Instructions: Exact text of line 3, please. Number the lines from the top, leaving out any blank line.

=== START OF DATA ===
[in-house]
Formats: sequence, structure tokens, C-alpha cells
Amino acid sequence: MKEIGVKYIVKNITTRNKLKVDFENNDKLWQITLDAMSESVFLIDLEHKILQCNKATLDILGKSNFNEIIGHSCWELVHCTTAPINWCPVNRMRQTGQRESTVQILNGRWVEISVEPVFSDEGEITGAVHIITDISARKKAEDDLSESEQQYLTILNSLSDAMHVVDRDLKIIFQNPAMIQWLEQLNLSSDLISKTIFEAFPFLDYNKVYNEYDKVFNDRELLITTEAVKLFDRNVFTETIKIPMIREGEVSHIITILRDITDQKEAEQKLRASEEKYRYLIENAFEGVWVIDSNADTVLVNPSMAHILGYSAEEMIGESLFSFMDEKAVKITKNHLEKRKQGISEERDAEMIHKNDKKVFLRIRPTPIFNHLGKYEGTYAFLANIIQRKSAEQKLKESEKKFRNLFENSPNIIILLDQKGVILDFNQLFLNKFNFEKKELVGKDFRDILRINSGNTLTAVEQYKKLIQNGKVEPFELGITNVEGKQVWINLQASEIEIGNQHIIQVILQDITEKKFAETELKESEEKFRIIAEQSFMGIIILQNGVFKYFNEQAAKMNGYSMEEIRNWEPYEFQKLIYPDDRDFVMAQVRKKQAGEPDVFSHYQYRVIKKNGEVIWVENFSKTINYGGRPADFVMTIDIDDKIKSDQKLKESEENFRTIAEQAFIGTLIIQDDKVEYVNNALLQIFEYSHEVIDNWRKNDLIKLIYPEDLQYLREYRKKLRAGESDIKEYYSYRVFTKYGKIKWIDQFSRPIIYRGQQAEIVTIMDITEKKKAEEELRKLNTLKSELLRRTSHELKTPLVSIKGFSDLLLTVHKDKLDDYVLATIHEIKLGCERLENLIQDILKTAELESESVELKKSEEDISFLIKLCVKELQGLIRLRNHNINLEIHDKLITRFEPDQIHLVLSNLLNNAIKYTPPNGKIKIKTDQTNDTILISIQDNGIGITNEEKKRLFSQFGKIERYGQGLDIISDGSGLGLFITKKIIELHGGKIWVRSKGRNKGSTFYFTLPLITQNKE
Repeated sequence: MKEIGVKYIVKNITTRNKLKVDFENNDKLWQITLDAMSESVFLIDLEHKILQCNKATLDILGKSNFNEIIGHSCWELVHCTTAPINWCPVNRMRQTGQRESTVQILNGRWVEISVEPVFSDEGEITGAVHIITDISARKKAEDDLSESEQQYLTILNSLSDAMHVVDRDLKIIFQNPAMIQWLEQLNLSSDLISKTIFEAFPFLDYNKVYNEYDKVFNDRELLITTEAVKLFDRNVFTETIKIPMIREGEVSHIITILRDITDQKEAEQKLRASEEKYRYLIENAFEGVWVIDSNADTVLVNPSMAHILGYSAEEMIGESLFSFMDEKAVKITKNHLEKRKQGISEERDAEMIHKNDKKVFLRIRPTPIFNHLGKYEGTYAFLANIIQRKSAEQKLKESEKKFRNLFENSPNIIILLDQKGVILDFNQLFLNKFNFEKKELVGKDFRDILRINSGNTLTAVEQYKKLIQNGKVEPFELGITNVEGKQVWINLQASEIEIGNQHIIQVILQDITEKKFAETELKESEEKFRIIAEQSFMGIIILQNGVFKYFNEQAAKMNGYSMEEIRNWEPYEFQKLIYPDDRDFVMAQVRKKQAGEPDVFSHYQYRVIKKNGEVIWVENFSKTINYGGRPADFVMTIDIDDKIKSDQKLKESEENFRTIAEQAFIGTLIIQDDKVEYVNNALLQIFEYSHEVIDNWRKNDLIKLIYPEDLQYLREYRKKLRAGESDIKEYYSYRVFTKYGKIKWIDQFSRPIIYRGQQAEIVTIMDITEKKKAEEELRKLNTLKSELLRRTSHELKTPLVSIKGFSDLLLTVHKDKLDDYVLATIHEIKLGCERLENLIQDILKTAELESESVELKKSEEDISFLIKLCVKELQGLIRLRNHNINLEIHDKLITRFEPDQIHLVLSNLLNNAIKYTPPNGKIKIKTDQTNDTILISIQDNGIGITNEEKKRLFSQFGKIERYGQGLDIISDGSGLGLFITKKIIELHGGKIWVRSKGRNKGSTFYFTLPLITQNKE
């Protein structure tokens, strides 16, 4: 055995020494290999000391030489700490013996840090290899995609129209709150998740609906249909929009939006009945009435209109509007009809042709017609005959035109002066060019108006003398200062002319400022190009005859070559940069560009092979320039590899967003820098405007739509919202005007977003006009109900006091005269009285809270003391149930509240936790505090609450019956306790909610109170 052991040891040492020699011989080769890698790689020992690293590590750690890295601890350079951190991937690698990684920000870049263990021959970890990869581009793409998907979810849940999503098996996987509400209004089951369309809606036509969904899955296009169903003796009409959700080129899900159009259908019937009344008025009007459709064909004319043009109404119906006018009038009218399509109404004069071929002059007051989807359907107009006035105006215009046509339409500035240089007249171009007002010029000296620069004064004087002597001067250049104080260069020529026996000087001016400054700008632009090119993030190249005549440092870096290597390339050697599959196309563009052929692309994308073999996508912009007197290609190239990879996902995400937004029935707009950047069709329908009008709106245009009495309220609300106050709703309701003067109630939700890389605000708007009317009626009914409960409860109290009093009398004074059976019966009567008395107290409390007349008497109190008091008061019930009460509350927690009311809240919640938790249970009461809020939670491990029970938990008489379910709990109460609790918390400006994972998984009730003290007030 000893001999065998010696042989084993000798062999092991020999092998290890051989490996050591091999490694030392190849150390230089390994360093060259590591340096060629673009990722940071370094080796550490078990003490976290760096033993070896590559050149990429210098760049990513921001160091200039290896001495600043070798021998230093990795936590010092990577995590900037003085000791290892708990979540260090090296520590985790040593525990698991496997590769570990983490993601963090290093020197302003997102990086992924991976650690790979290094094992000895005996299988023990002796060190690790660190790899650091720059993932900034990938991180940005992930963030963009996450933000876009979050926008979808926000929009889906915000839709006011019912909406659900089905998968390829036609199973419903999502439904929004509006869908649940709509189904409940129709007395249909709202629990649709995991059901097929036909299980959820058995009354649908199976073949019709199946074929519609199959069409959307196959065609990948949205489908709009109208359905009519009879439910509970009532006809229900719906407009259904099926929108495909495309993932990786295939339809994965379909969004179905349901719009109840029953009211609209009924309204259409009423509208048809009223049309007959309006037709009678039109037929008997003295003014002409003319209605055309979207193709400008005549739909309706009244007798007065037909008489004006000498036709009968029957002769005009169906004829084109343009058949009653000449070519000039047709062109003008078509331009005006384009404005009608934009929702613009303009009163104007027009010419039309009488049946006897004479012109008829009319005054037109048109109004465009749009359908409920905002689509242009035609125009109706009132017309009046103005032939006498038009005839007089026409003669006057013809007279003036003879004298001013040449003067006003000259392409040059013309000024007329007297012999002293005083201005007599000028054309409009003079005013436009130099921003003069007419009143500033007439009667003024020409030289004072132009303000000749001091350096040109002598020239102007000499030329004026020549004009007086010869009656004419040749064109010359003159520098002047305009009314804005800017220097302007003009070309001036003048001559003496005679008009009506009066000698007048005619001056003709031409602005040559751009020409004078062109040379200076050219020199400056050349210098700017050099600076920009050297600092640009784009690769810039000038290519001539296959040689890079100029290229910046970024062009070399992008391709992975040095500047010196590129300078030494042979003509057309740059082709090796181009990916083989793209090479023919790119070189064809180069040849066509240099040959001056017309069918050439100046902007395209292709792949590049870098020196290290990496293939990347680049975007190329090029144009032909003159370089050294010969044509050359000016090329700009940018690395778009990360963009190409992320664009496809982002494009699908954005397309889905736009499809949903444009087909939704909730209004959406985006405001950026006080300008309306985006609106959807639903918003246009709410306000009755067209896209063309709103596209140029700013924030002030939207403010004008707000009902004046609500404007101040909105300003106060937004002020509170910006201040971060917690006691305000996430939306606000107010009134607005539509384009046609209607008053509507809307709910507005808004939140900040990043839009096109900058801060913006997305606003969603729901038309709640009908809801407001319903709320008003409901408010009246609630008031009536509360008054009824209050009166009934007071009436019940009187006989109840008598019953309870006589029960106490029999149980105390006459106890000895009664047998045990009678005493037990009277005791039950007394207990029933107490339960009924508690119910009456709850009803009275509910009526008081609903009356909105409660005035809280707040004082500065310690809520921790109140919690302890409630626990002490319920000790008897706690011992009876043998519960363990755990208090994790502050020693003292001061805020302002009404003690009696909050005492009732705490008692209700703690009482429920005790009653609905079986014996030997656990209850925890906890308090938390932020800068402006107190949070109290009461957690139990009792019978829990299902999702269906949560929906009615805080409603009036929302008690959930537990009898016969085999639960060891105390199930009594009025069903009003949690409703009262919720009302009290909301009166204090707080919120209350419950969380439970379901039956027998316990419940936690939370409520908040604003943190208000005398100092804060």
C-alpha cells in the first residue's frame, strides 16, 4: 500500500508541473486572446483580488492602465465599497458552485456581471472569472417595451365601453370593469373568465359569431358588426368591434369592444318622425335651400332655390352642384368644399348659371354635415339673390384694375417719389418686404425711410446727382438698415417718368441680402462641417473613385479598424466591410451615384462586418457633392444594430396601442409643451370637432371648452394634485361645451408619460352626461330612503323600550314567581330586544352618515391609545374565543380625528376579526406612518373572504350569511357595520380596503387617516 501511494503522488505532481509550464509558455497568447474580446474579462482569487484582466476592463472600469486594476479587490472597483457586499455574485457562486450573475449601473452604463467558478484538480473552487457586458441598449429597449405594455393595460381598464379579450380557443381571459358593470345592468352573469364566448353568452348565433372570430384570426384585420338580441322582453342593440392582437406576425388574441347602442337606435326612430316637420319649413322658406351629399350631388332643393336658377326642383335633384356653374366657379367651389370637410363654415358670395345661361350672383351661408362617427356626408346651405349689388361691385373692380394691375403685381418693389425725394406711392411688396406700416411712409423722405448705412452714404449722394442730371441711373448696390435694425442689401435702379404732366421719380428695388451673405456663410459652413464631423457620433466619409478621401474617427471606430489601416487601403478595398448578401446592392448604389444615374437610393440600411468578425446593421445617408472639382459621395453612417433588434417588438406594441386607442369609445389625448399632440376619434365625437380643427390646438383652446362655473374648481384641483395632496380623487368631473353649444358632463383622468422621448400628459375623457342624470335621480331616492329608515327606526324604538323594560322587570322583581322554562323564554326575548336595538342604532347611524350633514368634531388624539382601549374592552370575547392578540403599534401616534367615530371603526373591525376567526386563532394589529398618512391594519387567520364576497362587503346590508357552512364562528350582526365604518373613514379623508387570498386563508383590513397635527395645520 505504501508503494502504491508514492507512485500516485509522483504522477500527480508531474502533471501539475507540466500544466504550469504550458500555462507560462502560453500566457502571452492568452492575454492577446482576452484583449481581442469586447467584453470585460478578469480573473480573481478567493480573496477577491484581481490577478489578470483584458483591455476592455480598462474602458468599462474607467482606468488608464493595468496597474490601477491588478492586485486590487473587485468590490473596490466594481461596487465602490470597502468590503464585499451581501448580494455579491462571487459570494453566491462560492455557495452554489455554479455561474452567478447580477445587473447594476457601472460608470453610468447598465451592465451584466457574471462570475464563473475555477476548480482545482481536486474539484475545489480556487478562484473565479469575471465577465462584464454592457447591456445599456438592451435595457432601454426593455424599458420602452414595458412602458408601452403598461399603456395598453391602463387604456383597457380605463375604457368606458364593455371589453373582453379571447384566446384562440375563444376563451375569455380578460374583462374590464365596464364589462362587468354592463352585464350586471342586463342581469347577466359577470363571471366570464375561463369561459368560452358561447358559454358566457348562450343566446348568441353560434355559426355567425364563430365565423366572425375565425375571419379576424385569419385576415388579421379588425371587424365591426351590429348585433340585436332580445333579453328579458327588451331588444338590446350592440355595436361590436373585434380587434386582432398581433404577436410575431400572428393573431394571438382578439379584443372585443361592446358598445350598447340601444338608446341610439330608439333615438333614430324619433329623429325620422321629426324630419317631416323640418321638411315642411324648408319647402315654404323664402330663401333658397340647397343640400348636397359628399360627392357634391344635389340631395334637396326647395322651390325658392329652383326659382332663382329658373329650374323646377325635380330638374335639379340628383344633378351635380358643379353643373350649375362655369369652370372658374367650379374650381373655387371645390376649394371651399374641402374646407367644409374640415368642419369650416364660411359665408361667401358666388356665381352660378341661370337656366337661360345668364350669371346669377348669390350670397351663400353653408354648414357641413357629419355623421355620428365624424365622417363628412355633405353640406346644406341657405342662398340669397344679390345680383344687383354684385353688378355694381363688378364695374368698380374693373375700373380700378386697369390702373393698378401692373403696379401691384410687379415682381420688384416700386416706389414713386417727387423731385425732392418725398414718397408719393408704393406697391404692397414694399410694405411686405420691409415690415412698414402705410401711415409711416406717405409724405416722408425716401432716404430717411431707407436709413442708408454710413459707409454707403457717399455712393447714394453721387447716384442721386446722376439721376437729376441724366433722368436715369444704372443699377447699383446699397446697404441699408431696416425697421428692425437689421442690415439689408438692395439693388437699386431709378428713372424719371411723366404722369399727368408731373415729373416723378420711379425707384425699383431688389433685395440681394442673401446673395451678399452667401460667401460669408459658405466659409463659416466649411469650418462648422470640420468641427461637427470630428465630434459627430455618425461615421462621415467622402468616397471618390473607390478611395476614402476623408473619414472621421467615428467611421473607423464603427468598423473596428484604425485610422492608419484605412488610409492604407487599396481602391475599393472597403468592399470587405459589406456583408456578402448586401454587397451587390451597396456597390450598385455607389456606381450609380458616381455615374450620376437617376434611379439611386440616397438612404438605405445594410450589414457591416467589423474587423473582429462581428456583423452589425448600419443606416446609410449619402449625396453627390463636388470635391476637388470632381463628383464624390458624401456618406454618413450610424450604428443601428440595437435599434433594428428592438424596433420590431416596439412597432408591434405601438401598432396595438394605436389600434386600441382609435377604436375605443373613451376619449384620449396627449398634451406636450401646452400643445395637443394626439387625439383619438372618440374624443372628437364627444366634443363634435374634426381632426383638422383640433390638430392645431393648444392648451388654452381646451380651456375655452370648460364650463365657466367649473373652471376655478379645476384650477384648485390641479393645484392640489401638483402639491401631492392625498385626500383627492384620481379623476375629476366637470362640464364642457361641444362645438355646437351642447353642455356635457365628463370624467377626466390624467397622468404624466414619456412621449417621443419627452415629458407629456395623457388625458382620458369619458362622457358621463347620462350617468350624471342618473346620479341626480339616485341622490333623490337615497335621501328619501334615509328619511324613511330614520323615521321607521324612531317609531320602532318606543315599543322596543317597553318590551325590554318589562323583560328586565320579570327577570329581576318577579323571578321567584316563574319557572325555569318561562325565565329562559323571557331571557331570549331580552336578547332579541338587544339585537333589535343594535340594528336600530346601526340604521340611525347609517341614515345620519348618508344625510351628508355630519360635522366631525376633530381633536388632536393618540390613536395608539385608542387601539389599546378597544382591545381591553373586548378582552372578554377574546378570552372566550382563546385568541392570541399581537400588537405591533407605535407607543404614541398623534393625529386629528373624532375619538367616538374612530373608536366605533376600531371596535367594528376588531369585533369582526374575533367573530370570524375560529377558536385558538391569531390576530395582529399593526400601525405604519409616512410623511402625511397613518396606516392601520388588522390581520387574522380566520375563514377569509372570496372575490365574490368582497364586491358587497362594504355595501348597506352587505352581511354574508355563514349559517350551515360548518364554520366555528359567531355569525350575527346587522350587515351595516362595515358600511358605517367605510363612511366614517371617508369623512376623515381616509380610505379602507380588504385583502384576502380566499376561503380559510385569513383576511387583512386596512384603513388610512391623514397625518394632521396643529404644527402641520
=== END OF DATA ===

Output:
Amino acid sequence: MKEIGVKYIVKNITTRNKLKVDFENNDKLWQITLDAMSESVFLIDLEHKILQCNKATLDILGKSNFNEIIGHSCWELVHCTTAPINWCPVNRMRQTGQRESTVQILNGRWVEISVEPVFSDEGEITGAVHIITDISARKKAEDDLSESEQQYLTILNSLSDAMHVVDRDLKIIFQNPAMIQWLEQLNLSSDLISKTIFEAFPFLDYNKVYNEYDKVFNDRELLITTEAVKLFDRNVFTETIKIPMIREGEVSHIITILRDITDQKEAEQKLRASEEKYRYLIENAFEGVWVIDSNADTVLVNPSMAHILGYSAEEMIGESLFSFMDEKAVKITKNHLEKRKQGISEERDAEMIHKNDKKVFLRIRPTPIFNHLGKYEGTYAFLANIIQRKSAEQKLKESEKKFRNLFENSPNIIILLDQKGVILDFNQLFLNKFNFEKKELVGKDFRDILRINSGNTLTAVEQYKKLIQNGKVEPFELGITNVEGKQVWINLQASEIEIGNQHIIQVILQDITEKKFAETELKESEEKFRIIAEQSFMGIIILQNGVFKYFNEQAAKMNGYSMEEIRNWEPYEFQKLIYPDDRDFVMAQVRKKQAGEPDVFSHYQYRVIKKNGEVIWVENFSKTINYGGRPADFVMTIDIDDKIKSDQKLKESEENFRTIAEQAFIGTLIIQDDKVEYVNNALLQIFEYSHEVIDNWRKNDLIKLIYPEDLQYLREYRKKLRAGESDIKEYYSYRVFTKYGKIKWIDQFSRPIIYRGQQAEIVTIMDITEKKKAEEELRKLNTLKSELLRRTSHELKTPLVSIKGFSDLLLTVHKDKLDDYVLATIHEIKLGCERLENLIQDILKTAELESESVELKKSEEDISFLIKLCVKELQGLIRLRNHNINLEIHDKLITRFEPDQIHLVLSNLLNNAIKYTPPNGKIKIKTDQTNDTILISIQDNGIGITNEEKKRLFSQFGKIERYGQGLDIISDGSGLGLFITKKIIELHGGKIWVRSKGRNKGSTFYFTLPLITQNKE